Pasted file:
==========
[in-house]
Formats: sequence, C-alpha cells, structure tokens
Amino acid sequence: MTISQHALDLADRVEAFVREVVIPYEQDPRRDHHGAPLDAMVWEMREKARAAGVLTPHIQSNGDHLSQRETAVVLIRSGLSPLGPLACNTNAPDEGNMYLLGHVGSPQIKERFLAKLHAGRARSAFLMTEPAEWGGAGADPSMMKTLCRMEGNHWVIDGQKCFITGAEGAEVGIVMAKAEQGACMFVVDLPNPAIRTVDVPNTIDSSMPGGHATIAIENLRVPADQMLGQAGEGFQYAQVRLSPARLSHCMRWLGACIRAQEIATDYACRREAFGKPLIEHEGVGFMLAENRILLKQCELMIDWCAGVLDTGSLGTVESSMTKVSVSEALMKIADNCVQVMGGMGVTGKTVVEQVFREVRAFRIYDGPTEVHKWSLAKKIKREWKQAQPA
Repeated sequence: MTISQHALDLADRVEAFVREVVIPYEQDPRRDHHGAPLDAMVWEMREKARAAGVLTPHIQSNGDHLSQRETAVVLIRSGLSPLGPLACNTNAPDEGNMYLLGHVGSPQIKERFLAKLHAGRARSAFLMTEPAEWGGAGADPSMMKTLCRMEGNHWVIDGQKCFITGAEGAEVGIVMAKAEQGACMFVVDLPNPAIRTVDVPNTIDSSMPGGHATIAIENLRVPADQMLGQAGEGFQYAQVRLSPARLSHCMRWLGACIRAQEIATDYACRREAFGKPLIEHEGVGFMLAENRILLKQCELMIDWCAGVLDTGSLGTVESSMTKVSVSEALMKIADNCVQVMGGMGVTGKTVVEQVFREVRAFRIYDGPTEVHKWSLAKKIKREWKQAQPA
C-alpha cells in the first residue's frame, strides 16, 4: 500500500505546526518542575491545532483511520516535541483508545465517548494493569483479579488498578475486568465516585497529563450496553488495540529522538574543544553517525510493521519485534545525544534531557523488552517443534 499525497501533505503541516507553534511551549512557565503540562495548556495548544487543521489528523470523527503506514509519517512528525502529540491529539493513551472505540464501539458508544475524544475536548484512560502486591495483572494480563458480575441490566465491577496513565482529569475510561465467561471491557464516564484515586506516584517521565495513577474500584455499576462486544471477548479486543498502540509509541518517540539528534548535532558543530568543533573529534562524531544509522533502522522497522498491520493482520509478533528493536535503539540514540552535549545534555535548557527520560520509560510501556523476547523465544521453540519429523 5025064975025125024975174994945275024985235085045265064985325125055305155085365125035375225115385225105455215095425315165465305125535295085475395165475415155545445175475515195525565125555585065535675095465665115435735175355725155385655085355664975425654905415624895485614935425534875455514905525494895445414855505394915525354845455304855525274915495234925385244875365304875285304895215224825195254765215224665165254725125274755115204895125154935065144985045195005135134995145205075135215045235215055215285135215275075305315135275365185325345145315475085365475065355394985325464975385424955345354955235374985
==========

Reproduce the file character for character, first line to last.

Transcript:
[in-house]
Formats: sequence, C-alpha cells, structure tokens
Amino acid sequence: MTISQHALDLADRVEAFVREVVIPYEQDPRRDHHGAPLDAMVWEMREKARAAGVLTPHIQSNGDHLSQRETAVVLIRSGLSPLGPLACNTNAPDEGNMYLLGHVGSPQIKERFLAKLHAGRARSAFLMTEPAEWGGAGADPSMMKTLCRMEGNHWVIDGQKCFITGAEGAEVGIVMAKAEQGACMFVVDLPNPAIRTVDVPNTIDSSMPGGHATIAIENLRVPADQMLGQAGEGFQYAQVRLSPARLSHCMRWLGACIRAQEIATDYACRREAFGKPLIEHEGVGFMLAENRILLKQCELMIDWCAGVLDTGSLGTVESSMTKVSVSEALMKIADNCVQVMGGMGVTGKTVVEQVFREVRAFRIYDGPTEVHKWSLAKKIKREWKQAQPA
Repeated sequence: MTISQHALDLADRVEAFVREVVIPYEQDPRRDHHGAPLDAMVWEMREKARAAGVLTPHIQSNGDHLSQRETAVVLIRSGLSPLGPLACNTNAPDEGNMYLLGHVGSPQIKERFLAKLHAGRARSAFLMTEPAEWGGAGADPSMMKTLCRMEGNHWVIDGQKCFITGAEGAEVGIVMAKAEQGACMFVVDLPNPAIRTVDVPNTIDSSMPGGHATIAIENLRVPADQMLGQAGEGFQYAQVRLSPARLSHCMRWLGACIRAQEIATDYACRREAFGKPLIEHEGVGFMLAENRILLKQCELMIDWCAGVLDTGSLGTVESSMTKVSVSEALMKIADNCVQVMGGMGVTGKTVVEQVFREVRAFRIYDGPTEVHKWSLAKKIKREWKQAQPA
C-alpha cells in the first residue's frame, strides 16, 4: 500500500505546526518542575491545532483511520516535541483508545465517548494493569483479579488498578475486568465516585497529563450496553488495540529522538574543544553517525510493521519485534545525544534531557523488552517443534 499525497501533505503541516507553534511551549512557565503540562495548556495548544487543521489528523470523527503506514509519517512528525502529540491529539493513551472505540464501539458508544475524544475536548484512560502486591495483572494480563458480575441490566465491577496513565482529569475510561465467561471491557464516564484515586506516584517521565495513577474500584455499576462486544471477548479486543498502540509509541518517540539528534548535532558543530568543533573529534562524531544509522533502522522497522498491520493482520509478533528493536535503539540514540552535549545534555535548557527520560520509560510501556523476547523465544521453540519429523 5025064975025125024975174994945275024985235085045265064985325125055305155085365125035375225115385225105455215095425315165465305125535295085475395165475415155545445175475515195525565125555585065535675095465665115435735175355725155385655085355664975425654905415624895485614935425534875455514905525494895445414855505394915525354845455304855525274915495234925385244875365304875285304895215224825195254765215224665165254725125274755115204895125154935065144985045195005135134995145205075135215045235215055215285135215275075305315135275365185325345145315475085365475065355394985325464975385424955345354955235374985